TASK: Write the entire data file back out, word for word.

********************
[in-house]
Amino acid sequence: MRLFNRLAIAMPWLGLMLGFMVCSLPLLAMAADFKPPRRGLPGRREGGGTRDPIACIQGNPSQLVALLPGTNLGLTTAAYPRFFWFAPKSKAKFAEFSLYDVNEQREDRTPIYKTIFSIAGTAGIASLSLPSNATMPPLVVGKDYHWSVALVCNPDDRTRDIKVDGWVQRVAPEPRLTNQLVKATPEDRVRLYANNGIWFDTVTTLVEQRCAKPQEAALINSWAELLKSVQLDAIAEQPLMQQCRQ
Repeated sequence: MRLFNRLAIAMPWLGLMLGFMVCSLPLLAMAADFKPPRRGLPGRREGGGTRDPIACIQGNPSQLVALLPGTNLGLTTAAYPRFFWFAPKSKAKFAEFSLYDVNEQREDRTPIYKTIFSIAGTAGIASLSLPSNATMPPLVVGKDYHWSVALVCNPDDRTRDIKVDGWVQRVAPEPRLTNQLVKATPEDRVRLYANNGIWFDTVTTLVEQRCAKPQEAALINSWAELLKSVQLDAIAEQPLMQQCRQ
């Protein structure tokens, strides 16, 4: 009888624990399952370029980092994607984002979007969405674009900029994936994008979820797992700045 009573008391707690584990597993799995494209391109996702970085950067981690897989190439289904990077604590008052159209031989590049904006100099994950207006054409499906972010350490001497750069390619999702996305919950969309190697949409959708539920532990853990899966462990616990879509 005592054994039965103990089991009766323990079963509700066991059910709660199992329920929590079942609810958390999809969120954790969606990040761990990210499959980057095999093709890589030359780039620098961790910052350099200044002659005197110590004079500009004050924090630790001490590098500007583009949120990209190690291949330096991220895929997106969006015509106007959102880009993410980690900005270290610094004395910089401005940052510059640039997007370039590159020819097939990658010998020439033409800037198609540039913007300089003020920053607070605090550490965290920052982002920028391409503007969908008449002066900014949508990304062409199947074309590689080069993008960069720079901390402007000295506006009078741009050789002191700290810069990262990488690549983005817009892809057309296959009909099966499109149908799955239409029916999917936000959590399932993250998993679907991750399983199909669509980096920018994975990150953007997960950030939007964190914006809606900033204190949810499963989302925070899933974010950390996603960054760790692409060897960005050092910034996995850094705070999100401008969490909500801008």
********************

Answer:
[in-house]
Amino acid sequence: MRLFNRLAIAMPWLGLMLGFMVCSLPLLAMAADFKPPRRGLPGRREGGGTRDPIACIQGNPSQLVALLPGTNLGLTTAAYPRFFWFAPKSKAKFAEFSLYDVNEQREDRTPIYKTIFSIAGTAGIASLSLPSNATMPPLVVGKDYHWSVALVCNPDDRTRDIKVDGWVQRVAPEPRLTNQLVKATPEDRVRLYANNGIWFDTVTTLVEQRCAKPQEAALINSWAELLKSVQLDAIAEQPLMQQCRQ
Repeated sequence: MRLFNRLAIAMPWLGLMLGFMVCSLPLLAMAADFKPPRRGLPGRREGGGTRDPIACIQGNPSQLVALLPGTNLGLTTAAYPRFFWFAPKSKAKFAEFSLYDVNEQREDRTPIYKTIFSIAGTAGIASLSLPSNATMPPLVVGKDYHWSVALVCNPDDRTRDIKVDGWVQRVAPEPRLTNQLVKATPEDRVRLYANNGIWFDTVTTLVEQRCAKPQEAALINSWAELLKSVQLDAIAEQPLMQQCRQ
């Protein structure tokens, strides 16, 4: 009888624990399952370029980092994607984002979007969405674009900029994936994008979820797992700045 009573008391707690584990597993799995494209391109996702970085950067981690897989190439289904990077604590008052159209031989590049904006100099994950207006054409499906972010350490001497750069390619999702996305919950969309190697949409959708539920532990853990899966462990616990879509 005592054994039965103990089991009766323990079963509700066991059910709660199992329920929590079942609810958390999809969120954790969606990040761990990210499959980057095999093709890589030359780039620098961790910052350099200044002659005197110590004079500009004050924090630790001490590098500007583009949120990209190690291949330096991220895929997106969006015509106007959102880009993410980690900005270290610094004395910089401005940052510059640039997007370039590159020819097939990658010998020439033409800037198609540039913007300089003020920053607070605090550490965290920052982002920028391409503007969908008449002066900014949508990304062409199947074309590689080069993008960069720079901390402007000295506006009078741009050789002191700290810069990262990488690549983005817009892809057309296959009909099966499109149908799955239409029916999917936000959590399932993250998993679907991750399983199909669509980096920018994975990150953007997960950030939007964190914006809606900033204190949810499963989302925070899933974010950390996603960054760790692409060897960005050092910034996995850094705070999100401008969490909500801008």